I don’t wish I was young again, but I miss it. Like singing Nina Simone songs down a back alley to my first boyfriend, and sharing a bag of chips at lunchtime with my best friend and putting the world to rights, and smoking sneaky cigarettes and swimming in the reservoir and having picnics in the park and watching MTV on the sofa with a blanket and a can of cider. I do have wonderful memories, alongside all the bad stuff, all the trouble and the grief. And I grew up fast but I don’t regret it at all.


Trauma TV

I get in the passenger seat and I sit wondering how it is that the whole thing doesn’t just untether itself and fall apart, crashing, a mess of wrong people and wrong times. I walk around and feel amazed that other people are also walking, not falling or being kicked or jumping in front of cars. The world seems so implausible, so fragile and why is it we can walk around or get in our car and feel as though the normality is that we survive it all.

I was deeply unsettled by This is England ’86 last night. I wanted to watch it because I loved the film and the last two episodes were superb, apart from the montage at the end. There seems to be a big following on facebook and I imagine it’s got very high ratings. I watched it with my hand over my mouth and wouldn’t speak to my husband afterwards. I got into bed and took my sleeping pill and read some of Doris Lessing’s Mara and Dann and steeled myself, then I curled up tight and went to sleep. I’m still too upset to talk about it with my husband, because I never wanted to have to talk about it again, and I won’t. So why am I writing to you, dear blog? Because I don’t have to look anyone in the eye or feel ashamed, because there’s distance and I am in control.

If you watched it, I imagine you were shocked, upset, and if you weren’t you have got problems. How can anyone justify putting something that awful out there, as fiction, as telly, when it was so disturbing? I suppose it’s acting out something which is real and horrifying, making people reflect on it, on abuses and making people aware. Did it go too far? I don’t know, I would like to know what other people thought. I imagine a lot of people would think it ridiculous to get upset about something on the telly, because it’s just telly. Even if nothing else, the acting was about as good as it gets, it was so realistic. It was gratuitous. What was Shane Meadows trying to achieve? I wonder if ratings will soar or plummet. I felt as though putting it out there so unashamedly was a good thing for victims, for public awareness. I also didn’t feel right about watching it, and afterwards I felt ashamed of my body and things came back to me so hard I had to separate myself from it by going through my bedtime routine like I did when I was little, trying to breathe right and focus. I did some EFT, emotional freedom technique, which I use every day to get through anxiety. I took my pills and lay down feeling so grateful and so lucky to be alive, to be human, to be strong, and to have such a wonderful, loving husband. I was grateful for my two children, I was amazed that my life could be so safe, so untroubled. I held on to those things. I held onto my book, only half reading, just scanning, just trying to find a hook, a line that would take me somewhere else.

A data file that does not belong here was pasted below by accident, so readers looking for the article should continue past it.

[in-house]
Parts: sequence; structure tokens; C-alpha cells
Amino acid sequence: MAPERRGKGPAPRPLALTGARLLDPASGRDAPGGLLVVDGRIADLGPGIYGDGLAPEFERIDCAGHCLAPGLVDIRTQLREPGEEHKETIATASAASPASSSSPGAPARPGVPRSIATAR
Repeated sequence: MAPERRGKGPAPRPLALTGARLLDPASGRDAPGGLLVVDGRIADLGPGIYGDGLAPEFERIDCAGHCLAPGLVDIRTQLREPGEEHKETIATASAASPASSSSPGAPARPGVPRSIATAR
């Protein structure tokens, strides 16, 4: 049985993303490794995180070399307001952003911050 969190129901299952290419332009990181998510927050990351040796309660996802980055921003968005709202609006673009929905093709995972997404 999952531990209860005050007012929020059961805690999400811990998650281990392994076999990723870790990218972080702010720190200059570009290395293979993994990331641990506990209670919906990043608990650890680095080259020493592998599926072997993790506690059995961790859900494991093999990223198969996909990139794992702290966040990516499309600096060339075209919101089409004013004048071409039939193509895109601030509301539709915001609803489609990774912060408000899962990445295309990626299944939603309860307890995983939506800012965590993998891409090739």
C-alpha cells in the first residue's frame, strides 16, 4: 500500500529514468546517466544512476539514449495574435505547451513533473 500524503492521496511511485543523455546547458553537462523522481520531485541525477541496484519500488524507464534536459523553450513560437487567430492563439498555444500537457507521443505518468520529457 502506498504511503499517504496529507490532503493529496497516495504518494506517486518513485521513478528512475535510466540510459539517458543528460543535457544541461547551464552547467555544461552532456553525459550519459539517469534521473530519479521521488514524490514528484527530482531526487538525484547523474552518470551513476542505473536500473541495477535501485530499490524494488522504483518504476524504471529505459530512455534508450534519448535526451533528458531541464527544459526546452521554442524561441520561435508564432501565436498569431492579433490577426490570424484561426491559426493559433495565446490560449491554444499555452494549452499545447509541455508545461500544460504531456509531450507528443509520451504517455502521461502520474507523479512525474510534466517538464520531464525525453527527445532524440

Today the sun is out and I have the house to myself in complete quiet. I’ve had my injection and I’m going to make a hot cup of coffee and write about things I can deal with. I’ve set in some boundaries today, and I’m trying not to feel so fragile, that the world is unbearably chaotic and I can’t catch my breath. The fact is I am surviving, and for today at least, I don’t need to worry about anything falling apart.

Sweet, sweet September

September is simply beautiful. The sun comes up with a chill in the air so you have to button your coat and the sunshine still brightens your eyes. I’m ready to wear boots again and walk the dog in the dark with my hands in my pockets and my collar turned up. It’s also the saddest month for me, bittersweet perhaps. When the rain comes I want to get soaked through with it I’m so tired of central heating and wearing old cardigans and hair that takes ages to dry and skin that really suffers the cold. Okay so we’re not there yet, there’s still time for the winter chill to really set in. It’s my favourite time of year, I feel as though I can retreat, I can step back and look at things. The year gone, the year to come and all of this hurtling past and the hurt you get in your throat when you realise something’s not forever.